Bill Gross recently said that stocks are dead, and that the “cult of equity” that investors have become used to is over. Needless to say, his statement has attracted Wall Street’s attention, though he hasn’t been the first to trash stocks in recent years.
But I couldn’t disagree with him more (and I also think these comments are rich coming from the managing director of Pimco, a global bond giant!) and I’ll tell you why: We’ve had a rough couple of years, there’s no doubt about that, but now is exactly the time when individual investors should be jumping back into the market — especially where small caps are concerned.
You heard me right. Despite what people like Bill Gross are saying, there are great opportunities in stocks right now, and I’m eyeing small caps as we head into the final half of the year. Since August is historically a slow time for stocks (hence the old Wall Street adage, “sell in May and go away”), and with trading typically picking up after Labor Day weekend, sentiment will soon start to turn bullish.
This year, the Federal Reserve’s annual Jackson Hole Symposium falls on Aug. 31, and investors will be paying close attention for signs of another round of quantitative easing (QE3) to come out of the meeting — another catalyst that would be good for stocks.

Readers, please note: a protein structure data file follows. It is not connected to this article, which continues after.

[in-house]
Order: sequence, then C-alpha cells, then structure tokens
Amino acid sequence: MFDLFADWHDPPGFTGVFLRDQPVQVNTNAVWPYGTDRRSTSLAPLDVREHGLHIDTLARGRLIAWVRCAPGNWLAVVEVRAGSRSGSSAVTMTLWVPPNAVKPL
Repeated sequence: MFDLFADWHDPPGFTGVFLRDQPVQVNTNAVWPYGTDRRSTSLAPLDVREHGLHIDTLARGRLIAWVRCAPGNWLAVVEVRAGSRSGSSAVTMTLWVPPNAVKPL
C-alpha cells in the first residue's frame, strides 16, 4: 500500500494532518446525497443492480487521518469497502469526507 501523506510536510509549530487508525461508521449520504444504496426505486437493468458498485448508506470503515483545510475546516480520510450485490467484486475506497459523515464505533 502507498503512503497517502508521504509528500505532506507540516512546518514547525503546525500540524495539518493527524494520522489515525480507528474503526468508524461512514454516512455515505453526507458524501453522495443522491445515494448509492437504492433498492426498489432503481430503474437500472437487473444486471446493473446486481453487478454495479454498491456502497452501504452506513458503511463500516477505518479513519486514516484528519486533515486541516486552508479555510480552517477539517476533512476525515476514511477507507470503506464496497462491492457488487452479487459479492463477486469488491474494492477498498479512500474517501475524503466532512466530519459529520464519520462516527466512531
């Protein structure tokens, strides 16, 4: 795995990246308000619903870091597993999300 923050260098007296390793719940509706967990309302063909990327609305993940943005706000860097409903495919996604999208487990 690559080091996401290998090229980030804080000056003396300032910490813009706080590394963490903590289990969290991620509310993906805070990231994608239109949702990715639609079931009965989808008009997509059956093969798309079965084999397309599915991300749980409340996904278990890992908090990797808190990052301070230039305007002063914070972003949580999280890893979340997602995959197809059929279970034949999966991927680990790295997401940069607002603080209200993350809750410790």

But even if the market doesn’t get what it’s looking for out of the Fed’s meeting, the “Bernanke Put” — where the market will be assured as long as it knows the Fed will step in with aggressive action as necessary — is firmly in place. Boding even better for the market in the final half of the year is the tremendous cash that businesses have on their balance sheets and the pent up need to grow and innovate through increasing research and development (R&D) endeavors, and accelerating mergers and acquisitions (M&A) activity.
With regard to small cap stocks, there are many great opportunities out there, and even more that will present themselves as market sentiment picks up in the third and fourth quarters. I frequently hear from individual investors that they are nervous to invest in small cap stocks because they carry a reputation of being more volatile and are more risky then blue chip stocks. That is absolutely true.
But, remember that the risk goes both ways. When Standard & Poor’s downgraded U.S. credit last year, the Russell 2000 small-cap index lost 17% on the news. This was a significant, especially in comparison to the other leading indexes which were not hit quite as hard. Small caps move with the market, and with the S&P 500 up 10.8% for the year and the Dow up 7.3%, the Russell 2000 is lagging the group with its 7.2% increase.
However, I see this as a sign of the tremendous opportunities for growth in small caps, as the discrepancy in their movement shows me that they just have that much more to gain.
Now, as we find ourselves on the cusp of a market turn, now is the time to consider adding small caps to your portfolio. We are heading into a more protracted rally, and small-caps have a tremendous opportunity to catch a bid, especially as they gain more coverage on Wall Street and garner more attention by other businesses as M&A activity picks up.